Without a pilot’s license, or frankly, any experience, WIRED’s Jack Stewart flew a plane using just his thoughts. Thanks to new technology developed by Honeywell Aerospace, a King Air C90 can be controlled, in simple terms, by the human brain.
Wearing a cap covered in electrodes that are glued to his scalp, Stewart flew a real plane and he does not have a pilot’s license. He practiced for a little while using a simulator, then jumped into the cockpit. The only other person who attempted this before him was the inventor of the device, Santosh Mathan. Mathan’s hope is that what he learns can be used to improve human cognitive capacity.
Using a computer screen in front of him, Stewart has to focus on giving commands through his brain, which travel through the electrodes, and therefore control the plane. Every time the pattern on the computer screen flashes, his brain flashes with pattern recognition. Then the sensors pick up on the activity in his brain. To help the computer recognize the patterns happening in his brain, Mathan suggests counting every time Stewart sees a flash.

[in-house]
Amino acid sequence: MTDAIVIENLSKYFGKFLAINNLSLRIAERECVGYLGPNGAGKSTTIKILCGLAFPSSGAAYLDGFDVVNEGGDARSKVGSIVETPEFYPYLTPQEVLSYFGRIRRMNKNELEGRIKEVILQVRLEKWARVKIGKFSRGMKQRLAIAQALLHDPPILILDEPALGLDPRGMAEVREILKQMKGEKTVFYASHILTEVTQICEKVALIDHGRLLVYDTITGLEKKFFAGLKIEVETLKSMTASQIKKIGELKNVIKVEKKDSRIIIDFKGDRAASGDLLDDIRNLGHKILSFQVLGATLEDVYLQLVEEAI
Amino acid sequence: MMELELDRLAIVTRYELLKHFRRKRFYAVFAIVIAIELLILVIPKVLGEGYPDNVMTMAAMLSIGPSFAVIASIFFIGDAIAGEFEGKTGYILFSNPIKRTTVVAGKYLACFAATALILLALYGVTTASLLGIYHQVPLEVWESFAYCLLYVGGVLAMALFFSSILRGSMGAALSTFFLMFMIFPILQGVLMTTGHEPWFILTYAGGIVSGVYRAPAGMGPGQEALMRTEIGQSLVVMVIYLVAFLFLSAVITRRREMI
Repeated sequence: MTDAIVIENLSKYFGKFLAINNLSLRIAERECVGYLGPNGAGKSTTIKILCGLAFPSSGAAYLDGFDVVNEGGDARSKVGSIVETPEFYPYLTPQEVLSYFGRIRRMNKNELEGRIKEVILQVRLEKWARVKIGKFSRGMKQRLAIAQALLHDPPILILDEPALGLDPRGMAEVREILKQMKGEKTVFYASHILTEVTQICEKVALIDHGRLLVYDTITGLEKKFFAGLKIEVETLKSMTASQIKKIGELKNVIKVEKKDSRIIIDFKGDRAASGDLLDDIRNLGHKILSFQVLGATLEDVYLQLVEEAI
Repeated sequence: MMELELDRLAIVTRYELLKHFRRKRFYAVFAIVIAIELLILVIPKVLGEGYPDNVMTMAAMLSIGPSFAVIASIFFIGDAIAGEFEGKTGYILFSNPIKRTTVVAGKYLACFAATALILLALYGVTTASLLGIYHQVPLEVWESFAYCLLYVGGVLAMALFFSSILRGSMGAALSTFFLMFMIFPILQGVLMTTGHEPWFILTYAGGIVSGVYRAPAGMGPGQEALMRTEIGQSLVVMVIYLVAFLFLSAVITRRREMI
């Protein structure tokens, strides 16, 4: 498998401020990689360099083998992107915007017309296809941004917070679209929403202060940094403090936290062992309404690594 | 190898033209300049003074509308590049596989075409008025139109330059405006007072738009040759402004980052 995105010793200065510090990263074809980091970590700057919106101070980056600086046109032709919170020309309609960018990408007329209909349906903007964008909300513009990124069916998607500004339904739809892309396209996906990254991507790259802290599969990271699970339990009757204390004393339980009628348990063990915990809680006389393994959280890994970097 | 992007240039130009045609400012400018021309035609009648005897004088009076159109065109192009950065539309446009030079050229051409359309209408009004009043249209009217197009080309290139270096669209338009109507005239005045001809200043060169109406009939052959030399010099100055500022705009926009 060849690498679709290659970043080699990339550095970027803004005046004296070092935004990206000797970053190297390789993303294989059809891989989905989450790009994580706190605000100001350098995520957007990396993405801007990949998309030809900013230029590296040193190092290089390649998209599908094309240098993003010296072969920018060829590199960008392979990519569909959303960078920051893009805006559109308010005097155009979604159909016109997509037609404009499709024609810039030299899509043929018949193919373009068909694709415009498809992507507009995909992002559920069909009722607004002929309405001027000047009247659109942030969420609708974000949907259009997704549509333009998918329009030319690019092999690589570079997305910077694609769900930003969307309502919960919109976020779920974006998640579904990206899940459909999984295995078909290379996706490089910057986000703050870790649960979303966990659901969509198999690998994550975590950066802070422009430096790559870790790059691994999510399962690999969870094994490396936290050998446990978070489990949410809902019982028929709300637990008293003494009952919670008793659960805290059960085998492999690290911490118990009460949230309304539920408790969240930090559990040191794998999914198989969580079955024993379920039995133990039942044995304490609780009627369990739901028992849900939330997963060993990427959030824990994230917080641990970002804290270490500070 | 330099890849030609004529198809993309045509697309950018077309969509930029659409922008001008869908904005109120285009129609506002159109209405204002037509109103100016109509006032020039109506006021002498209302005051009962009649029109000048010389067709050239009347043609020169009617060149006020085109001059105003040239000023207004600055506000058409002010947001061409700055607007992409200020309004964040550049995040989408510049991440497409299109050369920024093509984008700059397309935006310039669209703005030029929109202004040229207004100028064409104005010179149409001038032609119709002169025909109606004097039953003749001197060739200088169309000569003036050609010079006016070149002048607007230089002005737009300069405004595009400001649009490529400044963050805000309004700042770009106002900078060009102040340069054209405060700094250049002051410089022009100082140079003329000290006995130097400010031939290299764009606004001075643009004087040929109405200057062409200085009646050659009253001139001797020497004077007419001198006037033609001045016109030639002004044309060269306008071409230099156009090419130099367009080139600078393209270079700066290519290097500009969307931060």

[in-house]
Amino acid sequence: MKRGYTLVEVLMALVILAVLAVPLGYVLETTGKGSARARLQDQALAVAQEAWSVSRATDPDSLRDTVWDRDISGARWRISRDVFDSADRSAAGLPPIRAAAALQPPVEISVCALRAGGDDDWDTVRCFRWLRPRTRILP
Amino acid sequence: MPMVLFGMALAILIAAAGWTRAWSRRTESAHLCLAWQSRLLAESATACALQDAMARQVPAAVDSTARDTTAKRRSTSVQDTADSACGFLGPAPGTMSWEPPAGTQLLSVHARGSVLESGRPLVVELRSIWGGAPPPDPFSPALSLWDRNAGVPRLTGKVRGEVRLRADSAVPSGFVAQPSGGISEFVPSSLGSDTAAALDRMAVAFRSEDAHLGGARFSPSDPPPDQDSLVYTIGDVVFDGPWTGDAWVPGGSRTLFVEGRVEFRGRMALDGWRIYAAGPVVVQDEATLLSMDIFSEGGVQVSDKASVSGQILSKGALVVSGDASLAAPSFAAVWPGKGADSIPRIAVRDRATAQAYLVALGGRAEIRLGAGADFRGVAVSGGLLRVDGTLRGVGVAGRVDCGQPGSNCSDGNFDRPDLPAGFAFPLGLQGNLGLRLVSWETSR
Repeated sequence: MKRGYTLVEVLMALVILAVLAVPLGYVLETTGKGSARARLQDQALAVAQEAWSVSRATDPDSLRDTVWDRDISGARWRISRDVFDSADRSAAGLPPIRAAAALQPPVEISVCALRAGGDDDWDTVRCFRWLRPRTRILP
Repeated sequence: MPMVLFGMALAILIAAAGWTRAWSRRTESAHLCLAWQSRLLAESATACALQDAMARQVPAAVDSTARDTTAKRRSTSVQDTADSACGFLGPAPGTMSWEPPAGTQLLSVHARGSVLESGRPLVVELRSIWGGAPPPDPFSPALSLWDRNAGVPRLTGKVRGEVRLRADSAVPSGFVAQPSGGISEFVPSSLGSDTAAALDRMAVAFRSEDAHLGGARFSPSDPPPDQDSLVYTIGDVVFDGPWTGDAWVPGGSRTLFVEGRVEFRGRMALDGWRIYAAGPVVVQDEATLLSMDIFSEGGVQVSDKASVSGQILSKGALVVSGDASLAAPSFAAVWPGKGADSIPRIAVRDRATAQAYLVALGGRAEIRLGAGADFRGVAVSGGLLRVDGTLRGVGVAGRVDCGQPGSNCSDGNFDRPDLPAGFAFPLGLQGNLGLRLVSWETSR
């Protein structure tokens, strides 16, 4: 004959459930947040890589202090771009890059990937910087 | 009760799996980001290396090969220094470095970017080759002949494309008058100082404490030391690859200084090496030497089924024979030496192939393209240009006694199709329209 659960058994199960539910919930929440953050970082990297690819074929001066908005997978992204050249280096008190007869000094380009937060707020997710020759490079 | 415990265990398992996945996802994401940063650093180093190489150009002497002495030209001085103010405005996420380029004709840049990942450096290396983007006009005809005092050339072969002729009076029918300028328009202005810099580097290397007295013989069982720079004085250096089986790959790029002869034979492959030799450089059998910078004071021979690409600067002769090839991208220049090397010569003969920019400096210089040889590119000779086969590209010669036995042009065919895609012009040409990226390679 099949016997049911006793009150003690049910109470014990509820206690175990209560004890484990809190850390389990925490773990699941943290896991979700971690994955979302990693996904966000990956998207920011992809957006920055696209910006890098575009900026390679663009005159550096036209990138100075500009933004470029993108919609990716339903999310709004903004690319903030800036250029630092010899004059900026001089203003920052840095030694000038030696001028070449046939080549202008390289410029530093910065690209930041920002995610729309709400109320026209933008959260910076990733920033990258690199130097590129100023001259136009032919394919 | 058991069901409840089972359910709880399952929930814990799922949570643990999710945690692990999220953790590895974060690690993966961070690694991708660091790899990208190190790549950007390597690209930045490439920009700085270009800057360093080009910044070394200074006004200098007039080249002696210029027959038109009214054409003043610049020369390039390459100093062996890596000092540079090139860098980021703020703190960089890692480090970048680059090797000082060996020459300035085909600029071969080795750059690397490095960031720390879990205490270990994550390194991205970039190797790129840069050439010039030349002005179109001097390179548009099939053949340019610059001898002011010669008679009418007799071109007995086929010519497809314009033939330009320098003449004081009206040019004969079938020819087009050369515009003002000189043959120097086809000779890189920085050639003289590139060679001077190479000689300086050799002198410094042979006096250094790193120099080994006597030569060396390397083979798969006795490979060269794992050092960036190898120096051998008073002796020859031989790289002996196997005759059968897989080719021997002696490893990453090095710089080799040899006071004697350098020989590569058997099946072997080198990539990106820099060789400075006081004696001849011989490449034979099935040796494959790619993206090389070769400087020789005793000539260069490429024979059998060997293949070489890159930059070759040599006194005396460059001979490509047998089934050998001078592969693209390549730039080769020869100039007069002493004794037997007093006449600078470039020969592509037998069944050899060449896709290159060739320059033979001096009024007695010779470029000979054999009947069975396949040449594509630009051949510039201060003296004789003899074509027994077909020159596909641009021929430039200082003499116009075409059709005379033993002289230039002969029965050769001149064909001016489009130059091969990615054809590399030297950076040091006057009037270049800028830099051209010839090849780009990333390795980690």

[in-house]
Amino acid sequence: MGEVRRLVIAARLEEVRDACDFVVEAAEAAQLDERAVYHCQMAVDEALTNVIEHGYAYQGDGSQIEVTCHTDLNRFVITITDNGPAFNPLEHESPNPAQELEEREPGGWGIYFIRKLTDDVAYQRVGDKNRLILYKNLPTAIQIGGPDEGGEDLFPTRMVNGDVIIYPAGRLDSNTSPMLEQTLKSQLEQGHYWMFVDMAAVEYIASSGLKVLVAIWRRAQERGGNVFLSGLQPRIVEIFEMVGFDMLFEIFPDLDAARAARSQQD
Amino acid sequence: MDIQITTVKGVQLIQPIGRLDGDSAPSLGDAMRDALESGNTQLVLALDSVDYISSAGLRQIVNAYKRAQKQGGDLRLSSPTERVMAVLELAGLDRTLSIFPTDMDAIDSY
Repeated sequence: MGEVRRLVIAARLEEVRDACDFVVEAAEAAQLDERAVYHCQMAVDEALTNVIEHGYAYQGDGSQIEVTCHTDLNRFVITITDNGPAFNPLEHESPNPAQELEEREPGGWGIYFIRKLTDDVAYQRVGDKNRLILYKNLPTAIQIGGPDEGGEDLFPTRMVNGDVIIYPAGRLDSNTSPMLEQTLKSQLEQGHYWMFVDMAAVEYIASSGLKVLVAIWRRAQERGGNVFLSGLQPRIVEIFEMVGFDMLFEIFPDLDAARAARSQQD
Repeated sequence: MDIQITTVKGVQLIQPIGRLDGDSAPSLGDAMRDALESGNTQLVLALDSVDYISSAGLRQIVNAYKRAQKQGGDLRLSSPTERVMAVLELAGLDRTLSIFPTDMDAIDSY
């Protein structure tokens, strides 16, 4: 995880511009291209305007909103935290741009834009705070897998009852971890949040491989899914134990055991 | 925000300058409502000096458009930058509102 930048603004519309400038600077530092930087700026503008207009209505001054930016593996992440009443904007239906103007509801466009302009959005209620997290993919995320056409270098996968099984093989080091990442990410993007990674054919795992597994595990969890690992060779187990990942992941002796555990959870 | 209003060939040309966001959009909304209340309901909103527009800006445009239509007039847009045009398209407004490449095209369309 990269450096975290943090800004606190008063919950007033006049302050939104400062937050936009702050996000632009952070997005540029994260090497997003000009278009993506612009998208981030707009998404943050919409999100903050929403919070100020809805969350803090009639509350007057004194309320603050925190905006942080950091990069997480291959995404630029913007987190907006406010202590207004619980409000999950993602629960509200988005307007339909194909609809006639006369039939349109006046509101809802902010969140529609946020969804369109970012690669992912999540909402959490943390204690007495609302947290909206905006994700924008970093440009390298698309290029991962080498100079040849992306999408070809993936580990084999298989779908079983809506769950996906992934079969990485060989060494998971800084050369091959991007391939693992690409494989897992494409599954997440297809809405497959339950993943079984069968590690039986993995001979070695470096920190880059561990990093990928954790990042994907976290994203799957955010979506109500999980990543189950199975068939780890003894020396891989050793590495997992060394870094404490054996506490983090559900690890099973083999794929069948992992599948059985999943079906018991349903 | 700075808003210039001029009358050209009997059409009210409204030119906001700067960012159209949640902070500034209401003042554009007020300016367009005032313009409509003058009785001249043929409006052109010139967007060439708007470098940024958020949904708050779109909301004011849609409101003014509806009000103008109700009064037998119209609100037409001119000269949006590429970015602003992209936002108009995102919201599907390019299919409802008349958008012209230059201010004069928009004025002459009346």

Additionally, the pilot deliberately flies the plane toward a hill and Stewart has to attempt to make the plane go up simply using his brain. This will by no means replace the yoke and pedals anytime soon, but it was a thrilling experiment just the same. They are hoping to be able to measure pilot workload, attention and other parameters that affect pilot performance in the flight deck.
The eventual goal is to get all this technology working in an actual plane in real time. While you will not be able to ride on a thought–controlled plane any time soon, that technology is coming that will make sure your pilot is performing at peak performance. This will make flying safer for us all.